Your images help you accept your level of art ability, particularly if you give yourself deadlines to prevent overworking an image. In this case, I also tested some of the reds on the same page, so I could layer some colors and get the radish right. Next time, I’ll write the color underneath, so I can use the journal to test color swatches. Another use–getting colors right.

I was flipping through my journal the other day, and as this page passed, I immediately could taste the radish sandwich I love in spring–crisp red radishes sliced thin and placed on smooth unsalted butter on nine-grain bread. I could taste it again.
Pictures are a shorthand to an experience, and you can make the most of it with a visual journal.

Next: It doesn’t have to be pictures, words can be visual, too.
–Quinn McDonald is a writer and certified creativity coach. She keeps journals for many reasons.
Image by Quinn. (c) 2008 All right reserved.

Flashlight Walk

Full moon was a few nights ago, so the moon comes up, orange as a copper penny, around 7:4 p.m. Spring is here, complete with nature flying her freak flag–with the ripe bitter oranges that look full and juicy but are filled with mouth-puckering, sour juice and pulp. Or with trees that have sprouted out both above and below the graft, two different kinds of the same tree blooming on one stem.

On Spring days there are endless activities to try in Phoenix. Like the frantic activity in Fall on the East Coast, before winter slush and depression set in, our Spring is packed with the activities that in July and August, we will not pursue. It will be too hot to cross a parking lot, much less hike, walk through gardens, or climb the local mountains.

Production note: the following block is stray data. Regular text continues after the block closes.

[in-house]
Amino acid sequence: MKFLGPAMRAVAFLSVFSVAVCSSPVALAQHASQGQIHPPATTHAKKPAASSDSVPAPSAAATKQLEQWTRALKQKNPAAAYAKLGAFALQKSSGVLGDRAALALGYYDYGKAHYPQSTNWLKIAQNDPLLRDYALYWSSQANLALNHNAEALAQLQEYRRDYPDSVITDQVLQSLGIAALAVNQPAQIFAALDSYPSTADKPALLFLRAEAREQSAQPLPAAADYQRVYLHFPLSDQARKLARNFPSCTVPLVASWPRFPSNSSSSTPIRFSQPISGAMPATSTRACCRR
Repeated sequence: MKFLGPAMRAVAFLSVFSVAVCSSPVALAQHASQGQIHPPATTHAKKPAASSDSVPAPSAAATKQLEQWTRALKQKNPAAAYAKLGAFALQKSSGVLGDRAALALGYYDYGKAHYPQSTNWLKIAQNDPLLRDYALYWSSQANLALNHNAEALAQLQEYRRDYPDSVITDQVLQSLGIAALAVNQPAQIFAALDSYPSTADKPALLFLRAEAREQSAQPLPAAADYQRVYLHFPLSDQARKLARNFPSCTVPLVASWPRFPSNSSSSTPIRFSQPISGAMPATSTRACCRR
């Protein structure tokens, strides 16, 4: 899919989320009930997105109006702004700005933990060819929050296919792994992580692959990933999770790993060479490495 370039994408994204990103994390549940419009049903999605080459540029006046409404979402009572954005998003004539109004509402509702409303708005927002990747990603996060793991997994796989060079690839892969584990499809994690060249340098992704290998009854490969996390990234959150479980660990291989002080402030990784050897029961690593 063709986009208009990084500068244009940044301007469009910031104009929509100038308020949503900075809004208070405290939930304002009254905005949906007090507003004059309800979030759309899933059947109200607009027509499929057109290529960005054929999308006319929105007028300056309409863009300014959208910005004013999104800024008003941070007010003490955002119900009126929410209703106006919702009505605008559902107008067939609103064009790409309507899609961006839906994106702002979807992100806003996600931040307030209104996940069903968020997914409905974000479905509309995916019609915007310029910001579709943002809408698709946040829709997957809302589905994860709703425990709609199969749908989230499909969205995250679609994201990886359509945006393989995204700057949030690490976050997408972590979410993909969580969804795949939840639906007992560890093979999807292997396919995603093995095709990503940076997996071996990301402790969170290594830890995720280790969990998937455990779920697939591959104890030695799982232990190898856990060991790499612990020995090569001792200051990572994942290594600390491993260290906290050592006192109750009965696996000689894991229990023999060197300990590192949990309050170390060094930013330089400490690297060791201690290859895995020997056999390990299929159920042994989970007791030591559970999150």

So when I read about the flashlight walk through the San Tan Mountains south of Queen Creek, I had to try it. I thought I might be the only person to show up. After all, hiking in the dark, with a flashlight if the moon isn’t bright enough, didn’t seem like it would have a lot of appeal to TV nation. I was wrong. About 50 people showed up, some with lights clipped to the visors of their caps.

graft treeThe sun set, leaving a nice turquoise light in the West and a spreading indigo sky in the East. The group struck out, a bit vigorously for my abilities.  We were a mixed group, families, a few dogs, and couples. Many people had walking sicks or trekking poles. The first half mile we hiked in granite ground down to a sand-like consistency. It was like walking on the beach. Then the trail headed up, directly up into the stars. The mountains were silhouetted around us, and one by one the constellations appearing in the sky. Orion, the two dippers, the seven sisters. No Milky Way, though. Phoenix has too much light pollution.

I began to drop back, not being able to keep up the pace. My flashlight came out, because the trail turned into sheets of stone, and it was hard to find footing. You don’t want to stumble off the trail into a cholla cactus. It will break off a piece and go with you, carried along in your jeans or skin on 3-inch spikes.

As people passed me, the trail ahead was dotted with moving lights as people used them to check out the terrain, then turned them off to have the moon light the way. Halfway through, we stopped to let people who were tired or didn’t want to take the steeper part of the trail turn back. I decided to stay, but next time, I’m taking a stick.